You can leave a voice mail message or send an email message, day or night.  A message can be as simple as:  “My name is ________, I am a resident of ________(city/county) and I ask you to vote NO on Senate Bill 511. Thank you.”

Include additional information and talking points if you wish, but the most important thing is to be heard! Call, send emails, and ask your friends and family to do so. Please send your messages by Tuesday night.

Committee Contact Information:

Senator Steve Southerland, (615) 741-3851, sen.steve.southerland@capitol.tn.gov

Senator Frank Niceley, (615) 741-2061, sen.frank.niceley@capitol.tn.gov

Senator Mark Pody, (615) 741-2421, sen.mark.pody@capitol.tn.gov

Senator Shane Reeves, (615) 741-1066, sen.shane.reeves@capitol.tn.gov

Senator Katrina Robinson, (615) 741-2509, sen.katrina.robinson@capitol.tn.gov

Senator Janice Bowling, (615) 741-6694, sen.janice.bowling@capitol.tn.gov

Senator Paul Rose, (615) 741-1967, sen.paul.rose@capitol.tn.gov

Senator Heidi Campbell, (615) 741-6679, sen.heidi.campbell@capitol.tn.gov

Senator Page Walley, (615) 741-2368, sen.page.walley@capitol.tn.gov

Other Actions You Can Take:

Concerned Tennesseans can also contact bill sponsor, Senator Jon C. Lundberg, at (615) 741-5761 or sen.jon.lundberg@capitol.tn.gov and politely ask him to withdraw Senate Bill 511. This is particularly important if you are a resident of Senator Lundberg’s district, which includes parts of Johnson, Carter, and Sullivan Counties. Be sure to identify yourself as his constituent if you reside in District 4. View District 4 map.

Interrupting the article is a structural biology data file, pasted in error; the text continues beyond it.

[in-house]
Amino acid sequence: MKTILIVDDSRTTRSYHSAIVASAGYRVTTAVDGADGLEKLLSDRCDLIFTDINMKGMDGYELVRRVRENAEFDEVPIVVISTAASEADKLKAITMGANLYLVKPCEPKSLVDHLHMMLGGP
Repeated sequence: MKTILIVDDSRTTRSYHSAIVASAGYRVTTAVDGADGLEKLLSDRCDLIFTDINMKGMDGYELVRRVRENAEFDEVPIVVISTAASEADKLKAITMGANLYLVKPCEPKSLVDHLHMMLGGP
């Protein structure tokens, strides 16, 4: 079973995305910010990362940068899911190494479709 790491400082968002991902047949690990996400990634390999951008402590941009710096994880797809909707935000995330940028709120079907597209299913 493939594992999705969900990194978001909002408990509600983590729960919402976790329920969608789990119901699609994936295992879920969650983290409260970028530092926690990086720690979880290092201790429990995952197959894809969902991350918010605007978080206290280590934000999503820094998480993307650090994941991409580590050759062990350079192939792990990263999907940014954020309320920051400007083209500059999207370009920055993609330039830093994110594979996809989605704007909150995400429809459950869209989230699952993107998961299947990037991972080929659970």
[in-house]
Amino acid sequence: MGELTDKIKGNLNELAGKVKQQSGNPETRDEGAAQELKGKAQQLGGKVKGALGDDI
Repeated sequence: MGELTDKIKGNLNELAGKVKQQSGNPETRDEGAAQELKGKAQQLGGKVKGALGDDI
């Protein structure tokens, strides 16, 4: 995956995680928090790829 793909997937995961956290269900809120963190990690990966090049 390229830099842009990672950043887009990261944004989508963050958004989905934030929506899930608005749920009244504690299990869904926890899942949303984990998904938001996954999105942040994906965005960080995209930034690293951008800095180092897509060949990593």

You may also wish to contact your Tennessee state Senator if he or she is not a member of the committee. Respectfully state that you do not support Senate Bill 511 and ask your Senator to join responsible dog owners in opposing the bill.  If you do not know who your Senator is, go to http://www.akcgr.org, scroll down to Find Officials, and enter your zip code and address. Look under Your State Officials to find your Tennessee state Senator. Click on the name to view their contact information. You can also click the box next to their name and click on Compose Message to open an online messaging form. 

AKC Government Relations continues to work in opposition to SB 511, and will provide additional information and calls to action as developments warrant. For more information, contact AKC GR at doglaw@akc.org or 919-816-3720.